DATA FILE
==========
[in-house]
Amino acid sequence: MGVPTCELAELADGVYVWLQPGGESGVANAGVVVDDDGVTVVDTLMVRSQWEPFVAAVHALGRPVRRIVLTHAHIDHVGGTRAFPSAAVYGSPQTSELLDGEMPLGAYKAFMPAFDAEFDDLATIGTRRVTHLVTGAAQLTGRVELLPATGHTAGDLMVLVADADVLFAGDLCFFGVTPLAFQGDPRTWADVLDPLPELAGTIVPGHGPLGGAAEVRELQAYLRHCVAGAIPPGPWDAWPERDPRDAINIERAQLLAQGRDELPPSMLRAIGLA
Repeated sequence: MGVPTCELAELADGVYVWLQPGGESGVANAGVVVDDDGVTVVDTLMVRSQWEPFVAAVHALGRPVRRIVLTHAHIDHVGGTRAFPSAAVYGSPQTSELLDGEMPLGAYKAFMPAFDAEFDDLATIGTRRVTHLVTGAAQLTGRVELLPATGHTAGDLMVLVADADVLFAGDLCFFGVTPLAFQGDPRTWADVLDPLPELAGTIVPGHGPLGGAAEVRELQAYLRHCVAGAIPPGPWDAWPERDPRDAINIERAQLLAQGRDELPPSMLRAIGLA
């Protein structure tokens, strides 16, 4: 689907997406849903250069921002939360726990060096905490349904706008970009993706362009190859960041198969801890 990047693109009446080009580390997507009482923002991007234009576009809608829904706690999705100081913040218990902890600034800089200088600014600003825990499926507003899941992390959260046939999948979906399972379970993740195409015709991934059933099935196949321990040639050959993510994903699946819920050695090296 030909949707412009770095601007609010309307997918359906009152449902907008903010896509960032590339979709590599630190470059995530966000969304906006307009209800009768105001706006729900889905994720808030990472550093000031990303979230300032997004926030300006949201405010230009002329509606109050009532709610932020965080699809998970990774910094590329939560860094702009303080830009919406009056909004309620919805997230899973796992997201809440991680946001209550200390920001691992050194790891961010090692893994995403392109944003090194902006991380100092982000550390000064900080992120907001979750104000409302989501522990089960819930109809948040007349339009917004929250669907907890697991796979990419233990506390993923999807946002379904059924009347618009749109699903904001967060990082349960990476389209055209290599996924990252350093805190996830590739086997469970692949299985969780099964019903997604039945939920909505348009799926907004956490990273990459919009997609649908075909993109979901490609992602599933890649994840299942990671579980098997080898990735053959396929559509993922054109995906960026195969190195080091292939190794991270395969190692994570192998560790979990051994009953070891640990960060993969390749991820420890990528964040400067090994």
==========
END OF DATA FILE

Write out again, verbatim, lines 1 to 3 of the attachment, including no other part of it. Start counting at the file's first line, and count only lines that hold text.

[in-house]
Amino acid sequence: MGVPTCELAELADGVYVWLQPGGESGVANAGVVVDDDGVTVVDTLMVRSQWEPFVAAVHALGRPVRRIVLTHAHIDHVGGTRAFPSAAVYGSPQTSELLDGEMPLGAYKAFMPAFDAEFDDLATIGTRRVTHLVTGAAQLTGRVELLPATGHTAGDLMVLVADADVLFAGDLCFFGVTPLAFQGDPRTWADVLDPLPELAGTIVPGHGPLGGAAEVRELQAYLRHCVAGAIPPGPWDAWPERDPRDAINIERAQLLAQGRDELPPSMLRAIGLA
Repeated sequence: MGVPTCELAELADGVYVWLQPGGESGVANAGVVVDDDGVTVVDTLMVRSQWEPFVAAVHALGRPVRRIVLTHAHIDHVGGTRAFPSAAVYGSPQTSELLDGEMPLGAYKAFMPAFDAEFDDLATIGTRRVTHLVTGAAQLTGRVELLPATGHTAGDLMVLVADADVLFAGDLCFFGVTPLAFQGDPRTWADVLDPLPELAGTIVPGHGPLGGAAEVRELQAYLRHCVAGAIPPGPWDAWPERDPRDAINIERAQLLAQGRDELPPSMLRAIGLA